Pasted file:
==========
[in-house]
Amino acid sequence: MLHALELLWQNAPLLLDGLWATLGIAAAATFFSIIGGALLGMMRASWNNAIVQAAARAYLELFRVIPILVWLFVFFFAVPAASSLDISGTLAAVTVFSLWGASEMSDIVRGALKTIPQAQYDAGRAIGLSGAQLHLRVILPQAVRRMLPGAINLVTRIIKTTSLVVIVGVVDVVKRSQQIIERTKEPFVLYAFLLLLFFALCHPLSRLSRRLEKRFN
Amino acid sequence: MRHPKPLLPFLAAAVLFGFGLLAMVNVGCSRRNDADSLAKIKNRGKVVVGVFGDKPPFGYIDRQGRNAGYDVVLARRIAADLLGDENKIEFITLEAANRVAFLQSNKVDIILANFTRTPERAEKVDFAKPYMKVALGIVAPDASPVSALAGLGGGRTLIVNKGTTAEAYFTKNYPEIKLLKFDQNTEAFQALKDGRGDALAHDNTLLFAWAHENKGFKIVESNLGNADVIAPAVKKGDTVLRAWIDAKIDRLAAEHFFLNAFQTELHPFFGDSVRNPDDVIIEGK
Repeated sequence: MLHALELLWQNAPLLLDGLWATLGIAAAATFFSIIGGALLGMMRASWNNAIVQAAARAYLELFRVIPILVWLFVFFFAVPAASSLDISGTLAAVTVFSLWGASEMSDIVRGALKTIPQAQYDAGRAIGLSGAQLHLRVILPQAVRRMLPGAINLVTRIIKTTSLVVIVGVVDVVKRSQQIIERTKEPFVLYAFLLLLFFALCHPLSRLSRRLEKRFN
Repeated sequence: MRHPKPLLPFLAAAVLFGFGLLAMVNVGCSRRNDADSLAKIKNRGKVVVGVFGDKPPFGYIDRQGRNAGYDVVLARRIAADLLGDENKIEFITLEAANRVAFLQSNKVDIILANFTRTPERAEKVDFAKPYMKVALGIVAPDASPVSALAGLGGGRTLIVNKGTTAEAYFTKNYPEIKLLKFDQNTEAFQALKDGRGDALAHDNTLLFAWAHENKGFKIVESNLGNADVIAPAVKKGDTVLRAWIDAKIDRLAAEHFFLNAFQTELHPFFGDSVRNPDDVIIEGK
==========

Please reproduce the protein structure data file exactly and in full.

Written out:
[in-house]
Amino acid sequence: MLHALELLWQNAPLLLDGLWATLGIAAAATFFSIIGGALLGMMRASWNNAIVQAAARAYLELFRVIPILVWLFVFFFAVPAASSLDISGTLAAVTVFSLWGASEMSDIVRGALKTIPQAQYDAGRAIGLSGAQLHLRVILPQAVRRMLPGAINLVTRIIKTTSLVVIVGVVDVVKRSQQIIERTKEPFVLYAFLLLLFFALCHPLSRLSRRLEKRFN
Amino acid sequence: MRHPKPLLPFLAAAVLFGFGLLAMVNVGCSRRNDADSLAKIKNRGKVVVGVFGDKPPFGYIDRQGRNAGYDVVLARRIAADLLGDENKIEFITLEAANRVAFLQSNKVDIILANFTRTPERAEKVDFAKPYMKVALGIVAPDASPVSALAGLGGGRTLIVNKGTTAEAYFTKNYPEIKLLKFDQNTEAFQALKDGRGDALAHDNTLLFAWAHENKGFKIVESNLGNADVIAPAVKKGDTVLRAWIDAKIDRLAAEHFFLNAFQTELHPFFGDSVRNPDDVIIEGK
Repeated sequence: MLHALELLWQNAPLLLDGLWATLGIAAAATFFSIIGGALLGMMRASWNNAIVQAAARAYLELFRVIPILVWLFVFFFAVPAASSLDISGTLAAVTVFSLWGASEMSDIVRGALKTIPQAQYDAGRAIGLSGAQLHLRVILPQAVRRMLPGAINLVTRIIKTTSLVVIVGVVDVVKRSQQIIERTKEPFVLYAFLLLLFFALCHPLSRLSRRLEKRFN
Repeated sequence: MRHPKPLLPFLAAAVLFGFGLLAMVNVGCSRRNDADSLAKIKNRGKVVVGVFGDKPPFGYIDRQGRNAGYDVVLARRIAADLLGDENKIEFITLEAANRVAFLQSNKVDIILANFTRTPERAEKVDFAKPYMKVALGIVAPDASPVSALAGLGGGRTLIVNKGTTAEAYFTKNYPEIKLLKFDQNTEAFQALKDGRGDALAHDNTLLFAWAHENKGFKIVESNLGNADVIAPAVKKGDTVLRAWIDAKIDRLAAEHFFLNAFQTELHPFFGDSVRNPDDVIIEGK